I had the fortunate opportunity to attend the PMWC19 – Precision Medicine World Congress held in the sunny silicon valley of California in beginning of 2019. A good snippet was made by genomeweb – we are in a….
“struggle to figure out best practices for implementing genomics in the clinic.”
One of the factors that impacts adoption of genetic screening is the rate of successful diagnosis. Depending on how you pre-filter your patient population before applying your success criteria, the genomic diagnostic rates in publications range from 15 to 35%. Boasts were made at the meeting that some had achieved diagnostic rates as high as 60%, yet most evidence suggests it is near 20% when measured against a broad spectrum disease containing both monogenic and polygenic drivers. What does this mean to the clinician contemplating ordering of a gene panel – ordering a genetic panel screening will result in a diagnosis for only every 5th person for whom a test is ordered. So it is easy to see why many primary care physicians exploring genomic sequencing respond with pessimism.
A common physician response – “Genetic tests are not very useful.”
It might be that, as whole exome sequencing (WES) or whole genome sequencing (WGS) become more common place, diagnostic yields will increase a by a small percentage. Yet one of the challenges to overcome is a strong conservative desire by the clinical genetics community to keep diagnostic test restricted to the genes that are designated as clinically actionable. Commonly referred to as the “ACMG59“. These are the genes for which change-of-function alleles have clear-cut therapeutic options.
What about the other 7000 genes involved in disease, don’t we want to know data there too?
Vertias gave a talk that had very intriguing data. In their data set so far, there were two findings reported. One was population frequency on the ACMG59 and the other nugget of information was population frequency for all other genes associated with disease. Not revealed was the core ratios used for the variant calls, but keep in mind that for the top 20 genes the ratio is 40% VUS, 34% path and 26% benign (see prior post for more detail). Veritas reported close to 20% of “healthy” individuals were harboring at least one pathogenic variant in the ACMG59 and 90% of individuals were harboring at least one pathogenic variant in the 7000 other rare disease genes. Basically 9 out of 10 people are a carrier of something not so good and some of them may have a ticking time bomb of an autosomal dominant driver hiding in their genome. This ratio may go higher if many of the VUS convert to pathogenic.
What will happen once we convert the remaining VUS into pathogenic assignment?
Estimates on the conversion of VUS to pathogenic vary widely. Julie Eggington form the Center of Genomic Interpretation suggest only 1% of VUS will convert to path. Others have estimated it may be as high as 50%. Two lines of evidence lead me to think it is somewhere in between. First line of data comes from a prior blog post. In that post, I describe the data in ClinVar has 23% of all variants as pathogenic (P + LP). When we auger in on a subset data by looking at the most highly studied genes (the “top 20” with most data from a diverse set of data submitters), the path jumps to 34%. So if the highly studied genes are an indicator, a 10 fold jump in variants/gene analyzed is expected to have the lesser studied genes to likely yield about 30% of newly uncovered variants as pathogenic.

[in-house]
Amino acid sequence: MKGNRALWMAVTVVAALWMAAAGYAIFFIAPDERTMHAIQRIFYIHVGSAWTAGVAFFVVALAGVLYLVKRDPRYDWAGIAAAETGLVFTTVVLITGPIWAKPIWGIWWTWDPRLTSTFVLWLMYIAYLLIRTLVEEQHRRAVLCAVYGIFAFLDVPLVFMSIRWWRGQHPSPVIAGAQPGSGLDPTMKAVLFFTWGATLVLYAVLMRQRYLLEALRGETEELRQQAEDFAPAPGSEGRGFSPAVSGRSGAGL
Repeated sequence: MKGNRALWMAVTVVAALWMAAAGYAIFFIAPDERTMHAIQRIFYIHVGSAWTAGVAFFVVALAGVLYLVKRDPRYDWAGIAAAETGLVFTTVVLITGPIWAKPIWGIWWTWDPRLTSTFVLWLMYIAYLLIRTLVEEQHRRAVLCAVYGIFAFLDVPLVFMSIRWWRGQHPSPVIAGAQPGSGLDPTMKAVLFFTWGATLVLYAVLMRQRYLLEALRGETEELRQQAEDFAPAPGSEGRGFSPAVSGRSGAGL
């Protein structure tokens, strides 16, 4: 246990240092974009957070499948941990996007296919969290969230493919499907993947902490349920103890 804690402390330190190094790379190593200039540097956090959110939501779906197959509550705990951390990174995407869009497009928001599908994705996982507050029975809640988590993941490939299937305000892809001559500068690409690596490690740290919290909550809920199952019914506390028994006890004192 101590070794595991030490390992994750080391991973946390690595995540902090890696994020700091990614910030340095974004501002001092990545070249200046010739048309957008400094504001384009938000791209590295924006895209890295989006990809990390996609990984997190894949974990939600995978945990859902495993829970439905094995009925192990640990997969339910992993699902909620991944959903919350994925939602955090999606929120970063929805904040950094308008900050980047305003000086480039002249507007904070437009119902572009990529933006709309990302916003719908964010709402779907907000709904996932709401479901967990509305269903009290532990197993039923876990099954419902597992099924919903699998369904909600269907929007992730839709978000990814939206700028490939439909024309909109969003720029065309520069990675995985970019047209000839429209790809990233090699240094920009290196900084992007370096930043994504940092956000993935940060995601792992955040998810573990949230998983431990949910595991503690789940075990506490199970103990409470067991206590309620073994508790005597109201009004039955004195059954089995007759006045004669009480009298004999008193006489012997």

The next line of evidence comes from a functional study using saturative mutagenesis studies. A recent study by the Brotman Baty Institute for Precision Medicine and Department of Genomic Sciences at University of Washington illustrates how the Jay Shendure‘s group used a sensitized monoclonal LIG4 knockout HAP1 line to assess variants in BRCA1 for influence on cell survival. Their CRISPR-based approach examined 96.7% of all variants in BRCA1 for a total of 3,893 SNVs examined. The authors note that 24.9% of these SNVs are in ClinVar as either benign or pathogenic without any conflicting interpretations. Yet, if we open it up a bit and ask ratio regardless of conflicts, we get 40% path, 27% benign and 33% VUS, which means 67% are leaning towards definative assignment. Still, even for BRCA1, there are at least 1/3 of the identified variants left in the ambiguity land of a VUS assessment. To provide more clarity to VUS assigned alleles, the author’s functional studies were able to convert 25% of VUS to a pathogenic category (the “non-functional” in their study). Intriguingly, they were able to convert 49.2% of SNVs with conflicting interpretations into clearly pathogenic “non-functional” assessments.
As a result, application of functional studies will have the potential to boost diagnostic yields by close to 30%.
Higher diagnostic yields combined with AI-enhanced patient history will likely give us a boost to diagnostic yield and, hopefully, more than 50% of the time, genetic casualty and/or contribution will be identified in a patient. If this can be achieved, then doctors might start to say about genetic testing: “yes, I find it quite useful.”